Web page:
And calling the crowd to Him with His disciples, He said to them, ‘If anyone would come after me, let him deny himself and take up his cross and follow me. For whoever would save his life will lose it, but whoever loses his life for My sake and the Gospel’s will save it. For what does it profit a man to gain the whole world and forfeit his soul? For what can a man give in return for his soul? For whoever is ashamed of me and of my words in this adulterous and sinful generation, of him will the Son of Man also be ashamed when He comes in the glory of His Father with the holy angels.’ — Mark 8:34-38
“Will you not revive us again, that your people may rejoice in you? Show us your steadfast love, O Lord, and grant us your salvation” Psalm 85:6-7
Hey everybody! Having just finished the study through the book of Colossians, I feel like it’s an opportune time to share some new ideas and new directions that have been marinating in my mind for a little while now as to how to see this blog grow in fruitfulness and effectiveness, as after a couple months in the books it’s becoming apparent that this blog is pretty one-dimensional and, I dare say, a little boring. Maybe it’s just me, but this blog feels pretty stagnant as a result of my weird desire to bombard you all with unnecessarily long essays on unnecessarily short portions of Scripture over and over and over. All kidding aside, I’d like to see this blog more multi-dimensional, Lord willing, because just as Jesus didn’t limit His ministry to weekly, emotionally-detached theological speculation, there’s no reason why 66 Books can’t evolve into something more Spirit-led as opposed to routine-driven. So, here are some things to watch out for that I’ve been thinking and praying about in regards to what this change might practically look like:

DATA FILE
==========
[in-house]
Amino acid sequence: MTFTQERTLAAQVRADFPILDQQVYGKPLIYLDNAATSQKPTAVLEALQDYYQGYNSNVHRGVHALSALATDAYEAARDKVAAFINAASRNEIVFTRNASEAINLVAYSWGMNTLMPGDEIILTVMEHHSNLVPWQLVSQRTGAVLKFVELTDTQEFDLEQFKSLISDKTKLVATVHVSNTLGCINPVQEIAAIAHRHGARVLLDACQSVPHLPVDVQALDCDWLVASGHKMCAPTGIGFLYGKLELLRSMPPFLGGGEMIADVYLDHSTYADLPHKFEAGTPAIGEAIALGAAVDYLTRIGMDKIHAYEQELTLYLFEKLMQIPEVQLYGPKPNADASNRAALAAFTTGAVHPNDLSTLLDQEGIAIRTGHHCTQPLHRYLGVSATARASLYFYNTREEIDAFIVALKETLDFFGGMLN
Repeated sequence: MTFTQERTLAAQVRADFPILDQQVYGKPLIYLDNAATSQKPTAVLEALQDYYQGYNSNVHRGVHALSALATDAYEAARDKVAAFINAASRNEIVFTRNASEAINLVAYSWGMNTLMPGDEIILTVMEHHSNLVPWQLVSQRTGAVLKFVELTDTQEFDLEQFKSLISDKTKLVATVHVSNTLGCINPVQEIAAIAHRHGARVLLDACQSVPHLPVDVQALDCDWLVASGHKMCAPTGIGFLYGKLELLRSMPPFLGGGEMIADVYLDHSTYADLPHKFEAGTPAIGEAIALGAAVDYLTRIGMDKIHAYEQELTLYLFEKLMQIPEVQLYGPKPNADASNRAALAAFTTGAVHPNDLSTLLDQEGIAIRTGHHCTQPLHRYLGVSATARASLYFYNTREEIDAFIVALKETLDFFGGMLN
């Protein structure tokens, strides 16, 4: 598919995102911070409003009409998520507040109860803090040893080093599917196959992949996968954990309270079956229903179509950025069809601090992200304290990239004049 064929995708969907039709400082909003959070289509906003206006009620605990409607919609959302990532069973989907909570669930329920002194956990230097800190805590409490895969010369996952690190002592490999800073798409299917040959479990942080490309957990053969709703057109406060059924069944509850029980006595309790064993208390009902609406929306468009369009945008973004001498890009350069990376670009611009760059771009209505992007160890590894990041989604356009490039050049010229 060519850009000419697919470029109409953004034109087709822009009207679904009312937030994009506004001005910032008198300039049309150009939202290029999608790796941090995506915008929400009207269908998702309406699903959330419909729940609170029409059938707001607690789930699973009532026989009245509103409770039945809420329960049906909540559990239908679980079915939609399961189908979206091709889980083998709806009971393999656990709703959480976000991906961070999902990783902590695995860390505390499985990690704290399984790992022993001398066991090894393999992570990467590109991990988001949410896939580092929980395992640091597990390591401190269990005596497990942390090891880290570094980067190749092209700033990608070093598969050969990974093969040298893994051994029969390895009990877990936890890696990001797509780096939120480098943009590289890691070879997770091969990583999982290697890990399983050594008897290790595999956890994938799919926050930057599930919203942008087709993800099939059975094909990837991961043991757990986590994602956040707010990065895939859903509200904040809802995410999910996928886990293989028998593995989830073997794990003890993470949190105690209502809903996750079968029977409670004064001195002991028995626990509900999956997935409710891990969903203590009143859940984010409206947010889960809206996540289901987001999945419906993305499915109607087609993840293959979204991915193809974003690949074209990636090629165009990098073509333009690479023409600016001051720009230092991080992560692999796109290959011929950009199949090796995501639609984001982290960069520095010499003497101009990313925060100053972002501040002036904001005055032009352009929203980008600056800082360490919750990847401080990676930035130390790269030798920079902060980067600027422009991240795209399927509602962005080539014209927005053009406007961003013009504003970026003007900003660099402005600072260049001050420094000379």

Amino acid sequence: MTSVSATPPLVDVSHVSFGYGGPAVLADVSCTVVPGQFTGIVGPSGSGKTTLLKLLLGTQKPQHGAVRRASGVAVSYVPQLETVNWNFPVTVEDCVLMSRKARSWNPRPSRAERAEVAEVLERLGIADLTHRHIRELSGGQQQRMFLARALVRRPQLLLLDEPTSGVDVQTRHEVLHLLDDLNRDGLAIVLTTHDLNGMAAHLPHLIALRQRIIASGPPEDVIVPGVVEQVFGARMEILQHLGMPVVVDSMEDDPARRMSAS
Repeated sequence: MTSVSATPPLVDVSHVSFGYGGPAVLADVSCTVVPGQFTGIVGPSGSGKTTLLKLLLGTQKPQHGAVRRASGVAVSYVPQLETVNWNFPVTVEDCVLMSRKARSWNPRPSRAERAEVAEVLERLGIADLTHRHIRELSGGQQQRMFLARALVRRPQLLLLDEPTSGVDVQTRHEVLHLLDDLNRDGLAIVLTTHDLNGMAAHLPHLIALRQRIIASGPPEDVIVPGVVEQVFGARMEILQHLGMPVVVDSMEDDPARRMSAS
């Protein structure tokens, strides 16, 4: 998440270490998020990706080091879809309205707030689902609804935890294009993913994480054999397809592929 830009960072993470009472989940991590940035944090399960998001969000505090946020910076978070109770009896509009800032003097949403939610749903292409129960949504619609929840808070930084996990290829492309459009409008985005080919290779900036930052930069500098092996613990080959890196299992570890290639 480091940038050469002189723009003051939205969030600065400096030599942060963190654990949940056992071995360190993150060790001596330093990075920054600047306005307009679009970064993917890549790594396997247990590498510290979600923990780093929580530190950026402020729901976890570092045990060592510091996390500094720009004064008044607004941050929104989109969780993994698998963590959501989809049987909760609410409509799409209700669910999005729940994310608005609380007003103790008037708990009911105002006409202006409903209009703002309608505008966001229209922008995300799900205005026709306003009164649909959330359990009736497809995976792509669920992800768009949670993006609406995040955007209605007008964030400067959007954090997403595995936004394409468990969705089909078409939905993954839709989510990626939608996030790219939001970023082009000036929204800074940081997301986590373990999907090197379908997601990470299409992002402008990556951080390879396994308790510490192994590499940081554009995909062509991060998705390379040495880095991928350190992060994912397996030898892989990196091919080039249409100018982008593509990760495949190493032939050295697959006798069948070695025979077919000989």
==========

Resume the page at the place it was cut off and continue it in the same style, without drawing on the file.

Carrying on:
“…Remember my chains. May God’s grace be with you.” Colossians 4:7-18
Life as a disciple of Christ is hard. When Paul says, “Remember my chains” (v.18), he’s making clear the fact that Christianity is not a bandwagon you jump on in order to become a better, happier person. Instead, it is a cross to be borne, with endurance, perseverance, and passion, day in and day out. Yet, it is not a cross borne without reason, as Paul’s chains are evidence that the blood of Christ is worth something, and for Paul, that something is his livelihood, comfort, security, and reputation. Paul could have been a very wealthy, pampered, and influential man as a Pharisee, yet he chose a life of poverty, hunger, and persecution, not in spite of good things he could have had, but as means of pursuing what he was convinced were even greater things. The obvious question is: why did he believe this? For what reason? Also, how was he able to endure with not just determination, but with light-hearted joy?